Technology and the future of mental health treatment

“Excitement about the huge range of opportunities has led to a burst of app development. There are thousands of mental health apps available in iTunes and Android app stores, and the number is growing every year. However, this new technology frontier includes a lot of uncertainty. There is very little industry regulation and very little information on app effectiveness, which can lead consumers to wonder which apps they should trust.” (affiliate link used)

Suicide prevention

“The most important thing to remember about suicidal thoughts is that they are symptoms of a treatable illness associated with fluctuations in the body’s and brain’s chemistry. They are not character flaws or signs of personal weakness, nor are they conditions that will just go away on their own. “

exploring the HEART of health in travel

Thanks for joining me to tour the unique home of Ernest Hemingway, using photos I took myself.

Please consider helping support this blog by using my affiliates. You’ll find links in the side bars, on the home page, and on the resource page.

Thank you for following  and sharing Watercress Words.

man and woman with Key West visitor sign
My husband and I upon arriving in Key West, Florida the farthest south city in the U.S.A.

Dr Aletha

Author: Aletha Cress Oglesby, M.D.

As a family physician, I explore the HEART of HEALTH in my work, recreation, community, and through writing. My blog, Watercress Words, informs and inspires us to live in health. I believe we can turn our health challenges into healthy opportunities. When we do, we can share the HEART of health with our families, communities, and the world. Come explore and share with me.

25 thoughts on “Hemingway’s study- chaos and creativity”

  1. i’ve not seen Hemingway’s Florida home, but the minute I saw the photo of it you posted I recognized it as Hemingway’s home. It bears such a striking resemblance to the home he had (lovingly preserved, by the way) in Cuba. In Cuba, you can only peek in through the large windows–but they look just like the Key West windows. And the interiors are similar–book lined retreats and airy rooms. He knew what he liked and what kind of atmosphere enabled him to write. Thanks for sharing so much about his home and his struggles..


    1. Thank you Penny, that is so interesting. I knew Hemingway spent time in Cuba but I didn’t know about the house. What a shame visitors can’t go inside. His house in Florida still feels much like a home, you can almost imagine him walking around a corner and saying hello.


  2. It was fun getting a look inside the home of Hemingway. And what a wonderful reminder for those who may need to seek help for depression!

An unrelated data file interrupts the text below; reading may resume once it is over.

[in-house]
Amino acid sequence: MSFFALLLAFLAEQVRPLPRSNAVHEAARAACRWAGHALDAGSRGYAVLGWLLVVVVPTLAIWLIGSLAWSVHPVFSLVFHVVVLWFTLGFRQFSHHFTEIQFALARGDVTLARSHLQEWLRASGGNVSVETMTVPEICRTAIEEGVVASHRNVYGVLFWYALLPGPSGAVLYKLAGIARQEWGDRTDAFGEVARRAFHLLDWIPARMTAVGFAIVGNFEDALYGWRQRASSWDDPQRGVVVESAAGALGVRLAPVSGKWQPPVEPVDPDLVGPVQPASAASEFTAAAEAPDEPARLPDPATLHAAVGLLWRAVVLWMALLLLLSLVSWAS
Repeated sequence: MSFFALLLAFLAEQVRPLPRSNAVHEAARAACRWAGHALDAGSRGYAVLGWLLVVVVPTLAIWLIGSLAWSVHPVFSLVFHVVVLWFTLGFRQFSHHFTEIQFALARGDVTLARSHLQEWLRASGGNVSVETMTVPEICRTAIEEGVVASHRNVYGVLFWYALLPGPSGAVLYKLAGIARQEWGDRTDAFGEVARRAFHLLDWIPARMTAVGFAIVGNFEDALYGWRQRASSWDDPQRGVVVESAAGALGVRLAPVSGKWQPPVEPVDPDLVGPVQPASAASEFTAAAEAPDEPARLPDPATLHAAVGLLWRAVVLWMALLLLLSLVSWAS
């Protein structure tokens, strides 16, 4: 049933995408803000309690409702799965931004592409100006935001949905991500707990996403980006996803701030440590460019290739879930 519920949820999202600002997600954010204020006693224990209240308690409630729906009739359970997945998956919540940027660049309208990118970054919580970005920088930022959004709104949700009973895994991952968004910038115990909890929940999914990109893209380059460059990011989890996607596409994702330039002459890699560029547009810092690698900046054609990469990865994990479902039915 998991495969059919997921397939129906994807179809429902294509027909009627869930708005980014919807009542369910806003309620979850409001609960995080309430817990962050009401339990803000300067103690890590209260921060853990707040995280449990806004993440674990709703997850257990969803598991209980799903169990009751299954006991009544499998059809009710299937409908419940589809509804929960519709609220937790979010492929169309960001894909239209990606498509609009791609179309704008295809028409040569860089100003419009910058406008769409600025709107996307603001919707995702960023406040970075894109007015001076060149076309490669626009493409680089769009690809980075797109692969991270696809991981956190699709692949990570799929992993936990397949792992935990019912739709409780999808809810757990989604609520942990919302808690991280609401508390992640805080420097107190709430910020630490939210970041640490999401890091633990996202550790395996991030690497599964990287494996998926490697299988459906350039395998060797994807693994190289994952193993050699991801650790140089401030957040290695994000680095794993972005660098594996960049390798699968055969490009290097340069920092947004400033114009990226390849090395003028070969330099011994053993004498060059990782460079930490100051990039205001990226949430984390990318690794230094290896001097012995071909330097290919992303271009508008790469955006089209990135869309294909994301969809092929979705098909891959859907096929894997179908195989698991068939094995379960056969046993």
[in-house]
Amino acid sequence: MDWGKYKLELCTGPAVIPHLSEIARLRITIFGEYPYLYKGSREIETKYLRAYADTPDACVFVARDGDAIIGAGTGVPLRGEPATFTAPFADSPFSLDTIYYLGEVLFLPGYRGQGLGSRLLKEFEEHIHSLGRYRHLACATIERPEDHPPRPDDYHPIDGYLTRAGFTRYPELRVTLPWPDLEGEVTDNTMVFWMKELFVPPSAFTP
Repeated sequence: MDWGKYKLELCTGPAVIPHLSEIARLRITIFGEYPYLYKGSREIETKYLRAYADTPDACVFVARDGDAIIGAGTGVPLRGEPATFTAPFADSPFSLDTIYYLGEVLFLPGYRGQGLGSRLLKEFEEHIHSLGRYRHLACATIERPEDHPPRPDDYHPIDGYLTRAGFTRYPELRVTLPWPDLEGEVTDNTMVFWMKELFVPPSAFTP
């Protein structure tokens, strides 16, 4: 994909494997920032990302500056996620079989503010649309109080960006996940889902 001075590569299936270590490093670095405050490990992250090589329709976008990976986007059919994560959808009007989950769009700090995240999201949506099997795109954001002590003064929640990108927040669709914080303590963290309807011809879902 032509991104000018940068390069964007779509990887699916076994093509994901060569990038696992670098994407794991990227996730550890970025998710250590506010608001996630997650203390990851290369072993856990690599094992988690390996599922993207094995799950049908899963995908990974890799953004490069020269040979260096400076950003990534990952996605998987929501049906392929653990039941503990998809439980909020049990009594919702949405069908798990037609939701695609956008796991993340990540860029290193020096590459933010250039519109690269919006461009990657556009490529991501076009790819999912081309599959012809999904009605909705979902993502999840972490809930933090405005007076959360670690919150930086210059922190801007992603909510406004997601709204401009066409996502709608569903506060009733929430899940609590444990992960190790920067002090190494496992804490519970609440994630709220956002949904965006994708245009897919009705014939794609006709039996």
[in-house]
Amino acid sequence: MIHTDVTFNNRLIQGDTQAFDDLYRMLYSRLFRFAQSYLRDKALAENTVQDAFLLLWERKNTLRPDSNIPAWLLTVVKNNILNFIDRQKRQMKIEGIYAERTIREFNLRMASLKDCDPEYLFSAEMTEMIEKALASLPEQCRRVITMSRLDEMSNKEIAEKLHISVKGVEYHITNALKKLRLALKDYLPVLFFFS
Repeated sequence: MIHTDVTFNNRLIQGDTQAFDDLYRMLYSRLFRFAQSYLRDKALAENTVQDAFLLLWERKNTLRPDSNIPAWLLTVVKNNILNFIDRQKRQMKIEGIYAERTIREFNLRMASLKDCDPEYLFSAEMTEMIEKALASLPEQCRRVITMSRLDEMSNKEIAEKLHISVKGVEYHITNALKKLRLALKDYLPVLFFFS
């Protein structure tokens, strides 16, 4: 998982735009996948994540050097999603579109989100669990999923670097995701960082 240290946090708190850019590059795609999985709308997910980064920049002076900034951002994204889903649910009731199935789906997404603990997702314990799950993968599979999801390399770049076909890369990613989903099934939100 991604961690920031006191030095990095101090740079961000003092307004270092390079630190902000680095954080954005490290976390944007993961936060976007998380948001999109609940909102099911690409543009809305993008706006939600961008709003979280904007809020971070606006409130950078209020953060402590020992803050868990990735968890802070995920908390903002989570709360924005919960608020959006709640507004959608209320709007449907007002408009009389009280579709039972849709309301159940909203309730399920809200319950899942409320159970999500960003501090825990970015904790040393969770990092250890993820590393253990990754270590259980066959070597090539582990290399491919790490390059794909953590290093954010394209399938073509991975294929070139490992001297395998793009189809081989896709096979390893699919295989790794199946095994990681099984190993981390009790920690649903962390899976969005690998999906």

1. It was fun Mandy, I recommend it if you ever visit Key West. It’s a lovely setting and I understand why he and his wife wanted to live there. While it is regrettable that he suffered so much, sharing his story may help other people with similar problems.


  3. I don’t believe I have ever read any of his books, which is really kind of shocking. Mental illness runs in my family and most is treatable. Thank you for educating your readers!!


    1. You’re welcome Dianna. I think more people are familiar with the movies made from his books, which is true of many books. I recently read Labor Day and didn’t realize it was the basis for a recent movie of the same name. Even though I had seen the movie, I still enjoyed the book.

      Liked by 1 person

    1. Yes Carol it was. I went there because I read about the house and thought it sounded worth seeing. I didn’t expect to learn all about him and his illness. Sometimes we learn things in unexpected ways. Thanks for reading and commenting.


  4. Dee thanks so much for sharing. I agree, it is interesting. I wonder if writing helped him cope with his depression. Or did the mental chaos produce the writing? Depression often isolates people, and writing can be a lonely endeavor as you know. As we find all too often, creative, successful people often have private lives that surprise us.


  5. Suicide, and the suffering that proceeds and follows it, is tragic. Thank you for bringing attention to this important topic and sharing resources for mental health and suicide prevention. I found your post on the GRAND Social.


    1. Seren, I believe everyone has a story and I enjoy learning them, even the ones that are disturbing. I understand a person so much more when I learn their “back story” and I appreciate their “now story” much more. Thanks for commenting.


  6. This is so interesting! I had never heard the backstory of Ernest Hemingway’s life. Thanks for sharing!